The Famous Bell Brothers of Haworth

November 2010


In August 1847, three novels by Acton, Currer, and Ellis Bell were submitted to London publisher Thomas Cautley Newby. Newby agreed to publish two of the novels, Wuthering Heights and Agnes Grey, for a fee of £50 each. Currer, whose novel was rejected, furiously wrote another novel, Jane Eyre, which was accepted for publication by Smith, Elder, and Company.


The greedy Newby began circulating the rumor that the three Bell brothers were one and the same, bringing Currer reprimands from his publisher for breach of faith. Currer decided that the three brothers must show themselves at Smith-Elder to clear up the matter. Ellis did not care to travel, so Currer and Acton traveled to London and revealed their separateness. The Smith-Elder firm was both pleased and surprised to meet the separate authors Charlotte and Anne Brontė, and celebrated by treating them to dinner and an opera.


Anne, Charlotte, and Emily Brontė grew up at lonely and gloomy Haworth parsonage, where their father served as curate. The sisters experienced great loss as young children when their mother died of cancer and two older sisters died from disease contracted at school.


Despite their devastating losses, the Brontė sisters thrived at Haworth, letting their imaginations fill in the gaps of their isolated lives. Emily felt so strongly connected to the sweeping moors around the parsonage that she suffered physically when she was away. After working less than a year as a teacher in West Yorkshire, Emily returned home and took on all the household chores and the care of her father. She was content and stalwart, her very strength growing from the powerful and untamed moors surrounding her. Emily’s passion for her beloved landscape is openly evident in the storyline of her novel Wuthering Heights.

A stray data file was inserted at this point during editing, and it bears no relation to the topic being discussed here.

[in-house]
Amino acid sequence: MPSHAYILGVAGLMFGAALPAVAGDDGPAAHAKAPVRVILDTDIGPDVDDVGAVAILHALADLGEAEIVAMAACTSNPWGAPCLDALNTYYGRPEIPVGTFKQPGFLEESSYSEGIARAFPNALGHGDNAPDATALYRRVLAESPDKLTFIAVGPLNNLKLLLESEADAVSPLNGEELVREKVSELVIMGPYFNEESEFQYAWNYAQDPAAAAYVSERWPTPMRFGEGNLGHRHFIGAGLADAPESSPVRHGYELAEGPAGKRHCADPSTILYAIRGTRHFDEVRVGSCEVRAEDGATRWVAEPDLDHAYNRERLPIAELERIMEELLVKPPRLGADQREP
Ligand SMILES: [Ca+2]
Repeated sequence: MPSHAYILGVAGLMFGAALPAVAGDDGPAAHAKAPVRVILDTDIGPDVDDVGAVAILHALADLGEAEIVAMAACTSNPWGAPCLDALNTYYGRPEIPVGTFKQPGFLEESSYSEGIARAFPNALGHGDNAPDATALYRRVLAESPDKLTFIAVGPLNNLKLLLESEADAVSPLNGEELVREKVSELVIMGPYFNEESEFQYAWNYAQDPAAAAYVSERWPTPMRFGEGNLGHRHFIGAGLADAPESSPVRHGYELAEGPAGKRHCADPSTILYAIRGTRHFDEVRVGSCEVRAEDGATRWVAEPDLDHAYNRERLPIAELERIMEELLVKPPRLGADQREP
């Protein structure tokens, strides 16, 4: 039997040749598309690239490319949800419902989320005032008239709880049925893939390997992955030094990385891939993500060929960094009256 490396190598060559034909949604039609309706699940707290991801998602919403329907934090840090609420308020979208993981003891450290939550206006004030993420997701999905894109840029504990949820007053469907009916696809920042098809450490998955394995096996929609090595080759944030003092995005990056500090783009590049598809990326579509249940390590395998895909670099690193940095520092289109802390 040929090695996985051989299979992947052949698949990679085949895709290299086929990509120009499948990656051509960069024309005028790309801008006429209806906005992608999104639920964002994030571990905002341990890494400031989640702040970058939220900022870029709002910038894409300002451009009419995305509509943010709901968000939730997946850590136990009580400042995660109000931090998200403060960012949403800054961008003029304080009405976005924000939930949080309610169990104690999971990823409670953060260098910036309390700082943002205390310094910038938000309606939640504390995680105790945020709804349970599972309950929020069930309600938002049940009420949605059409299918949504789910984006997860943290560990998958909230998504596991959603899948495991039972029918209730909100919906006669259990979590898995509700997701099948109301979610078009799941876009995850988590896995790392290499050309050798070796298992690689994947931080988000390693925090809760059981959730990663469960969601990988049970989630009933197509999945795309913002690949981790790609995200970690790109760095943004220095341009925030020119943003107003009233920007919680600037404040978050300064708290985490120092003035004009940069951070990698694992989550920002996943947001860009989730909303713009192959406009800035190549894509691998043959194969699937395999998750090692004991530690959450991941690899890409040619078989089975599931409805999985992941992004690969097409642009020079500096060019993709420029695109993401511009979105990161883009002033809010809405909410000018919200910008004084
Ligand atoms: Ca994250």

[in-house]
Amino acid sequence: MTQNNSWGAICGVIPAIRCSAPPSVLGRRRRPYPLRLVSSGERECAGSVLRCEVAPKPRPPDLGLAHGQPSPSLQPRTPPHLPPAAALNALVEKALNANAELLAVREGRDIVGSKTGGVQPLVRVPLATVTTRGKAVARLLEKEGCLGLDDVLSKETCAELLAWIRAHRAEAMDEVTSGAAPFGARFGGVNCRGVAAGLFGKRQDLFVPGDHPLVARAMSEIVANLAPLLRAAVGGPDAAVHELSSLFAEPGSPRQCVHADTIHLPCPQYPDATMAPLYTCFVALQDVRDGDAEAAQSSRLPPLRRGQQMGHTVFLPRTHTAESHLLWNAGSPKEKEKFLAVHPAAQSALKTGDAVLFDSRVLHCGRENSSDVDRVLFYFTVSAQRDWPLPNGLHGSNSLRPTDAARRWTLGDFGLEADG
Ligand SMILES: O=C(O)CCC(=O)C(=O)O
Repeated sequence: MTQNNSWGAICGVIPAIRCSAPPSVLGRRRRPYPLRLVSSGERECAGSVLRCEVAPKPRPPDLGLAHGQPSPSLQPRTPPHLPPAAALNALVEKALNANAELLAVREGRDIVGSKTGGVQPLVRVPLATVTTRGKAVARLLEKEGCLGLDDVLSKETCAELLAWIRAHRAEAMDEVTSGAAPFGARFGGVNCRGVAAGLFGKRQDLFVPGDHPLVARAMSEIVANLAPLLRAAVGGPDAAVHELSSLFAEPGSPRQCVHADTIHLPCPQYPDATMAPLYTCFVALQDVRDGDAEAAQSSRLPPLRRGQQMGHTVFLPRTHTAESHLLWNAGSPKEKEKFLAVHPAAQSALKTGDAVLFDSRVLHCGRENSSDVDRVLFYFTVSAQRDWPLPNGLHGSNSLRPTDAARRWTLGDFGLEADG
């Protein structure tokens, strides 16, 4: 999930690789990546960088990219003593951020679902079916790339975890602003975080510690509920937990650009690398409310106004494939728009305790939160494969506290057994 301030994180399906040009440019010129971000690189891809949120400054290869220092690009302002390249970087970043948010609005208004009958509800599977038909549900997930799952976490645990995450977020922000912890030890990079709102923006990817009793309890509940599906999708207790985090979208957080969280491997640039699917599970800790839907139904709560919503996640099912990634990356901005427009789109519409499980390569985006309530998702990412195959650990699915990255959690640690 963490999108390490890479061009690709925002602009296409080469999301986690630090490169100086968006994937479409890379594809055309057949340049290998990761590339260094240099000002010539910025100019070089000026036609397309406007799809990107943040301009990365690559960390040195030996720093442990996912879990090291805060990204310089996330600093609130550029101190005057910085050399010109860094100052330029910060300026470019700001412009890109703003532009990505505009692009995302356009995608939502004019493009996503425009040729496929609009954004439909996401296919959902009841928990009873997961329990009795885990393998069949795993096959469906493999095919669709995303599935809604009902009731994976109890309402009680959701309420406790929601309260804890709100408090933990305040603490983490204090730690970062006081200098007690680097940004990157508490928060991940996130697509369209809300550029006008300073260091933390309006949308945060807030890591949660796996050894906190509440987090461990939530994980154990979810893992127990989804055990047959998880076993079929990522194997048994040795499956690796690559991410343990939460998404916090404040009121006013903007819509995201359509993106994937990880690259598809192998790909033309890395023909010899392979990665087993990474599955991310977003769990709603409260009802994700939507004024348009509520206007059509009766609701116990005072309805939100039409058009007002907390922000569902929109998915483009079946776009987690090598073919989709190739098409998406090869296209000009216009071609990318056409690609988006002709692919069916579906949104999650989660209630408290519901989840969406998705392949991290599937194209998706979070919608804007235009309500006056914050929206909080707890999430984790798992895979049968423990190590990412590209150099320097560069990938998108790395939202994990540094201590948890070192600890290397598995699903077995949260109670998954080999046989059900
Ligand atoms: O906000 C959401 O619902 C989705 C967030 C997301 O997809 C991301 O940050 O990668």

Anne, the youngest of the family, had further success with a second novel, the socially radical Tenant of Wildfell Hall, published in June 1848. Anne’s joy was short lived, however. In September, the only Brontė son, Branwell, died after years of alcohol abuse. Soon after, Emily suffered an infection from a dog bite and her health rapidly declined. The sudden death of her two siblings devastated Anne and her own health began to deteriorate. Anne clung on until May 1849, dying at Scarborough, where she had sought the healthful benefits of the fresh sea air.


Charlotte, the most educated and talented of the three, continued teaching and writing, and completed two more novels, Villette and Shirley. After suffering many years loving a married man, Charlotte finally broke free, found true love and married at age 38. She died before celebrating her first wedding anniversary, possibly from malnutrition and dehydration after becoming pregnant.